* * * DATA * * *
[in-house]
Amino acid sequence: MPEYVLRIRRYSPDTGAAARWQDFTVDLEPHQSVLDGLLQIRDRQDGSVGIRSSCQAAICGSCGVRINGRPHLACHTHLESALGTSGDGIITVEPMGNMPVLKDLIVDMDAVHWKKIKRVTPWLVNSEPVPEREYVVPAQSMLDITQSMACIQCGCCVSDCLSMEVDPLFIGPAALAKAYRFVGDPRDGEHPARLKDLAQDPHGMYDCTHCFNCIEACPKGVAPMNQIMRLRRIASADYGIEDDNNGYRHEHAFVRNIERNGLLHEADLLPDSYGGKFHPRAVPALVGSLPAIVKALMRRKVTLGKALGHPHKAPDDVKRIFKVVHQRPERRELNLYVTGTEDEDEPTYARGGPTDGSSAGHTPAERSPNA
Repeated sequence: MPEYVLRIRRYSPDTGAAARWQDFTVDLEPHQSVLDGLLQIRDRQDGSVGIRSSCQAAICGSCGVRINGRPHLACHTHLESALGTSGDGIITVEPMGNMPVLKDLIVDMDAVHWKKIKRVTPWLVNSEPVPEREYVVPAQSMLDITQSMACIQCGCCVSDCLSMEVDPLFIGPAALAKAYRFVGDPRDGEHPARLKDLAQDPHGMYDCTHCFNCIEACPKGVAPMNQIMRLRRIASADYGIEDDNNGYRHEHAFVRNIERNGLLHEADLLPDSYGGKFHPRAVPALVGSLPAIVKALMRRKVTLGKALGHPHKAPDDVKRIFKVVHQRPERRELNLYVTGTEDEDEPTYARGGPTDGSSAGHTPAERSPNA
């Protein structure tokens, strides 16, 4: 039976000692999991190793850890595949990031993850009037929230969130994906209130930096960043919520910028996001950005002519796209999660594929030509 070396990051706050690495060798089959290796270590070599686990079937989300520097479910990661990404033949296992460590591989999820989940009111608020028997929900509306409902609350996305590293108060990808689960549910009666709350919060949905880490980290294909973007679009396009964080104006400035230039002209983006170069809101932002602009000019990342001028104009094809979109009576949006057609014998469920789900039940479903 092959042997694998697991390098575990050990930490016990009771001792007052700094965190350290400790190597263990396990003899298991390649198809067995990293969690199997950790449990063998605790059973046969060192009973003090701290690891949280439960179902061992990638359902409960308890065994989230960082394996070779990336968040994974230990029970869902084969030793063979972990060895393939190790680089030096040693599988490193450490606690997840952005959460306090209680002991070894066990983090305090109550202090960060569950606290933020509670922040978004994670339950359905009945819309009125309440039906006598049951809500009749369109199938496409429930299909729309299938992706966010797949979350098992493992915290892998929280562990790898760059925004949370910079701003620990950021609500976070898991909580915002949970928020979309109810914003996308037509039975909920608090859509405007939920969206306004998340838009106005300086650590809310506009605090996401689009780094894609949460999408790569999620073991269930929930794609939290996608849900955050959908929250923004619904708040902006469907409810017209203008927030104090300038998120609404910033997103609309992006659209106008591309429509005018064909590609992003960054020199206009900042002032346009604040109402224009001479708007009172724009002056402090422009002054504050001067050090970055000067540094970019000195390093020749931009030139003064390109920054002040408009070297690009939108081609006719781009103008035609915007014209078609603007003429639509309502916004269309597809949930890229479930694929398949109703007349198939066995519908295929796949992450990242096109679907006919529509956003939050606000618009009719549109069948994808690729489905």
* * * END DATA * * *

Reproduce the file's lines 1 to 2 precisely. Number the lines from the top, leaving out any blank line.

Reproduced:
[in-house]
Amino acid sequence: MPEYVLRIRRYSPDTGAAARWQDFTVDLEPHQSVLDGLLQIRDRQDGSVGIRSSCQAAICGSCGVRINGRPHLACHTHLESALGTSGDGIITVEPMGNMPVLKDLIVDMDAVHWKKIKRVTPWLVNSEPVPEREYVVPAQSMLDITQSMACIQCGCCVSDCLSMEVDPLFIGPAALAKAYRFVGDPRDGEHPARLKDLAQDPHGMYDCTHCFNCIEACPKGVAPMNQIMRLRRIASADYGIEDDNNGYRHEHAFVRNIERNGLLHEADLLPDSYGGKFHPRAVPALVGSLPAIVKALMRRKVTLGKALGHPHKAPDDVKRIFKVVHQRPERRELNLYVTGTEDEDEPTYARGGPTDGSSAGHTPAERSPNA